11 Beautiful Lao Words and Phrases You Can't Translate into English
Lao lends itself to idioms, double entendre and wordplay derived from tongue-in-cheek plays on the tonal language and the cheeky sense of humor that permeates the country. Learn 11 new Lao phrases that we’d do well to integrate into English.
ຮັກແພງກັນ / Hak Paeng Gan (hak peng gaan)
Hak Paeng Gan is said by close friends after sitting around eating and drinking. It translates loosely to “I treasure our relationship,” or “I love you guys!”
ບໍ່ຕ້ອງຄິດຫຼາຍ / Bo Dtong Kit Lai (bo dong kit lie)
Bor tong kid laiy is the perfect phrase when the confusion and contradictions of Laos are driving you crazy. It translates as “don’t think too much” or “you shouldn’t think too much.”
ມ່ວນ / Muan Baw? (mouan baw)
Muan means enjoyment or fun but it’s more a state of being in Laos. Everything muan should be savored and time spent doing muan things increased (drinking, laughing, hanging out with friends.) Anything Baw Muan or not enjoyable, such as working too hard, should be minimized. Life in Laos should be muan.
ຢູ່ລ້າໆ / Yu La La (yoo la la)
Literally Yu La La means “in the past” but it’s a euphemism meaning “nothing to do.” Use it when you have free time, are bored or doing some porch sitting, a favorite Lao pastime.
ຈັງໃດສ່ຽວ / Jung Dai Siew (jung dye seew)
Used with close friends or perhaps siblings Jung Dai Siew can be likened to calling out, “What’s up man?” as an informal salutation.
ເຫັນດີ / ເຫັນບໍ່ດີ / Hen Dee (hen dee) /Bo Hen Dee (boh hen dee)
Hen dee literally translates to “see good”, meaning to agree. On the flip side Bo Hen Dee translates to “not see good”, meaning to disagree.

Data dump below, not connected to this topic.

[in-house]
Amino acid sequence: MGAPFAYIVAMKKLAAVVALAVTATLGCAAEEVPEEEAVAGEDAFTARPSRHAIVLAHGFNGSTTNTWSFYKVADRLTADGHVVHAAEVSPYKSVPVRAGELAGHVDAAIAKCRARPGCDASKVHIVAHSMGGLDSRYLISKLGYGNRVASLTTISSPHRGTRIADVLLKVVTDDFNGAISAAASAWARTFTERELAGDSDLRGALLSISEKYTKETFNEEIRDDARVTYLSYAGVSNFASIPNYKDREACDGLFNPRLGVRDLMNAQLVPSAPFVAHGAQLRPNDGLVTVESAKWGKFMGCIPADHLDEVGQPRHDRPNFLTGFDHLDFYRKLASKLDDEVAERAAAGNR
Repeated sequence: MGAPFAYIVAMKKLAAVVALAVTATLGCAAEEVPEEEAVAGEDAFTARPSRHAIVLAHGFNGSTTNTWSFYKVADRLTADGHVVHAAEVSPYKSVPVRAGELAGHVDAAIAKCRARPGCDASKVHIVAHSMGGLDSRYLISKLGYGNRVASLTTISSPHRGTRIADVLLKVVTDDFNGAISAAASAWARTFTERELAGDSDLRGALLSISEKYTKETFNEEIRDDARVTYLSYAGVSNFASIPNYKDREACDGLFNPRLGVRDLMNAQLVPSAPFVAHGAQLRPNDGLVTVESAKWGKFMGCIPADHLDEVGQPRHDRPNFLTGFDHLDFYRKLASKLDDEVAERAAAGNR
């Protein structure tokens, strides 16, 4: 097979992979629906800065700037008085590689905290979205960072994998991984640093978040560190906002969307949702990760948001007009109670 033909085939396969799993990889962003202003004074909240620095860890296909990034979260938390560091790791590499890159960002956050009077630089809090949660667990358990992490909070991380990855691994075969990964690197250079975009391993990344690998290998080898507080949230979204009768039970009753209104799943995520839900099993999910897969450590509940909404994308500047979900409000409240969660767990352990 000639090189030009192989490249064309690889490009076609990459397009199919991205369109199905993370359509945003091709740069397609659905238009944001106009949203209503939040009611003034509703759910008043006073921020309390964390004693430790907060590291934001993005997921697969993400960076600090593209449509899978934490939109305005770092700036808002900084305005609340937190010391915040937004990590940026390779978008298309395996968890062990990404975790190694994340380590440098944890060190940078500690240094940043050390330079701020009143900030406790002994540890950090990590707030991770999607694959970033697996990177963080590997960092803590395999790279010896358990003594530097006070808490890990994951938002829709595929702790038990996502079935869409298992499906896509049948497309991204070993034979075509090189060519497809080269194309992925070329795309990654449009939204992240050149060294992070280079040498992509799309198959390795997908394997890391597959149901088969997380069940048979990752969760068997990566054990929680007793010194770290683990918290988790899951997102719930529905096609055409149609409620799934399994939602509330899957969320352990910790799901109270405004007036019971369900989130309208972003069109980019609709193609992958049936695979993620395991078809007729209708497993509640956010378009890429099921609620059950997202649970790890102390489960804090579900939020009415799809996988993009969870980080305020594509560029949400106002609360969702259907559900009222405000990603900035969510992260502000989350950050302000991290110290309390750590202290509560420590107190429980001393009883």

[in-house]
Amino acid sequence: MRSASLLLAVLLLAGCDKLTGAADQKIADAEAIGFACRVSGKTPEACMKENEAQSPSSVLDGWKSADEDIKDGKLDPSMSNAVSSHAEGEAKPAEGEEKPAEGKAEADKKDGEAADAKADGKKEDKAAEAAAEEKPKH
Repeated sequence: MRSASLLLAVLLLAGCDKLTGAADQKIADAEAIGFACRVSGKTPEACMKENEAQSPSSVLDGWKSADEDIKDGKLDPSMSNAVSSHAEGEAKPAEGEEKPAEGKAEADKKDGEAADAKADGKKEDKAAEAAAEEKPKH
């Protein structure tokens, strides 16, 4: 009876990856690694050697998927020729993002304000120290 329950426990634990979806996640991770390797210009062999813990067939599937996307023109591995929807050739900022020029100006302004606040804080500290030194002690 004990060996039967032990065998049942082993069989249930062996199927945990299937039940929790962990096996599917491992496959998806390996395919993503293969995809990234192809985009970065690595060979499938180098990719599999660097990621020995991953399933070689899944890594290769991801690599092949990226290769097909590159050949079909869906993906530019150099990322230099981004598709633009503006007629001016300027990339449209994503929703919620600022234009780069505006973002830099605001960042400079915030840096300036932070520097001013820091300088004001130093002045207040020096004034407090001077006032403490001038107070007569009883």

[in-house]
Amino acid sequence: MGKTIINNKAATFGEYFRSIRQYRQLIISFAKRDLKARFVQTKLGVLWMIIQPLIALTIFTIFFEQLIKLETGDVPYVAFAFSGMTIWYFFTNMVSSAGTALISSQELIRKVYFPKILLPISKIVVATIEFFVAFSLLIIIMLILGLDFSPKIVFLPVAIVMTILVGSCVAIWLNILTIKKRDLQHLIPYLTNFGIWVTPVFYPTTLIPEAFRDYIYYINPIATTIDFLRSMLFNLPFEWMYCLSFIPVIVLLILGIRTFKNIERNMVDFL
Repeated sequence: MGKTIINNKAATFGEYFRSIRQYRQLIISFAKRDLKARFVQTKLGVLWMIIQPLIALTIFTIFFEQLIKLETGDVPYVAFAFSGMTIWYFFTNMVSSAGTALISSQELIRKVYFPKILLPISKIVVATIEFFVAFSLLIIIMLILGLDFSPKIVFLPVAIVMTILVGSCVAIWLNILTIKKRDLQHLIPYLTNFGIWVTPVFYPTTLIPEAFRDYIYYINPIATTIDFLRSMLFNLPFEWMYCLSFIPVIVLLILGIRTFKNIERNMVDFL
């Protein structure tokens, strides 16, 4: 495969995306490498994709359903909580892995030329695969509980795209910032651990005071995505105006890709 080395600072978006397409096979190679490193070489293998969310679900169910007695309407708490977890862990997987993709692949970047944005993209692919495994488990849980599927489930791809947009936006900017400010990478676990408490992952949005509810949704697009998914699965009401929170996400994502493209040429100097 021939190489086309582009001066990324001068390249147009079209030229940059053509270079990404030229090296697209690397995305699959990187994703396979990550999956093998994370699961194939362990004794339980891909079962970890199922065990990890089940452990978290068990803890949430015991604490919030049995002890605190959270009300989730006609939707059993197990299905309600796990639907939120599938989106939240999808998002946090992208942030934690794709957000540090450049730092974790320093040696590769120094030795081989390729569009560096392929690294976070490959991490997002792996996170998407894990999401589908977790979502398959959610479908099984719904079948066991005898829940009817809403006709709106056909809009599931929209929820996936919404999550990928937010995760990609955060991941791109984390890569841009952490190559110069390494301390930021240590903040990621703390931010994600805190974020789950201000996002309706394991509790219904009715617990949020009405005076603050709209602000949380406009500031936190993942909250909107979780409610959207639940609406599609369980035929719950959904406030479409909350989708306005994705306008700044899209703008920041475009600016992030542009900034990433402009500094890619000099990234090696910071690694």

ເຈັບ ອອດໆ ແອດໆ / Jep Od Od Et Et (jep od od et et)
Od Od Et Et is common among mature folks suffering from the aches and pains that are natural with aging. You have a back ache one day, the next day it’s your knee, then your head hurts.
ຂໍເງິນກິນເບຍ / Khor Ngun Kin Beer (kor nun kin beer)
Khor Ngun Kin Beer means “Can I please have some money to drink beer?” Lao people are known for their love of eat and drink. It’s an honest way to beg for some pocket change.
ຄັກຫລາຍ Khek lai (Khek lai)
Khek lai is somewhat akin to “Awesome!”an is used when something is incredible or impressive, like your friend’s new motor bike or their sweet dance moves. Khek tay tay can be used alternatively and means the same thing.
ຝາດ Fadt (Fadt)
Fadt is a flavor category rarely if ever found in western food. It can be likened to astringent or acidic. Some tropical fruits and nuts make the mouth feel dry and tingly, sort of like the tannins in wine. This mouth feel has its own name in Lao and is desirable or “sep lai” (delicious).
ເງີງາກສາມລໍ້ / Ngeu Ngak Sam Law (nieu nak sam law)
Ngeu Ngak Sam Law translates literally as “three wheels” but means someone is zig-zagging around without knowing his or her way.